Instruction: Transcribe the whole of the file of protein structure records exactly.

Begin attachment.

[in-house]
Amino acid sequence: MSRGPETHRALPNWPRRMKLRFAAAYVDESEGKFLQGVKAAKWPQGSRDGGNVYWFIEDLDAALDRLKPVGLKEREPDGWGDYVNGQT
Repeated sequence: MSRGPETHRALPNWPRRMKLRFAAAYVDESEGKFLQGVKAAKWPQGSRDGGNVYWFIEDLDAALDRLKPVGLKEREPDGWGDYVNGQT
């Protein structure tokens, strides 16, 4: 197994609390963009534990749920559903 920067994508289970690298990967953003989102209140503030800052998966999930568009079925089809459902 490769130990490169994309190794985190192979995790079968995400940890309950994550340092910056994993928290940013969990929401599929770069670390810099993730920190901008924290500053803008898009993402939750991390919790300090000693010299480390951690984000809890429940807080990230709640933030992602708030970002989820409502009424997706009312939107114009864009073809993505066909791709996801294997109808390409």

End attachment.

[in-house]
Amino acid sequence: MSRGPETHRALPNWPRRMKLRFAAAYVDESEGKFLQGVKAAKWPQGSRDGGNVYWFIEDLDAALDRLKPVGLKEREPDGWGDYVNGQT
Repeated sequence: MSRGPETHRALPNWPRRMKLRFAAAYVDESEGKFLQGVKAAKWPQGSRDGGNVYWFIEDLDAALDRLKPVGLKEREPDGWGDYVNGQT
């Protein structure tokens, strides 16, 4: 197994609390963009534990749920559903 920067994508289970690298990967953003989102209140503030800052998966999930568009079925089809459902 490769130990490169994309190794985190192979995790079968995400940890309950994550340092910056994993928290940013969990929401599929770069670390810099993730920190901008924290500053803008898009993402939750991390919790300090000693010299480390951690984000809890429940807080990230709640933030992602708030970002989820409502009424997706009312939107114009864009073809993505066909791709996801294997109808390409």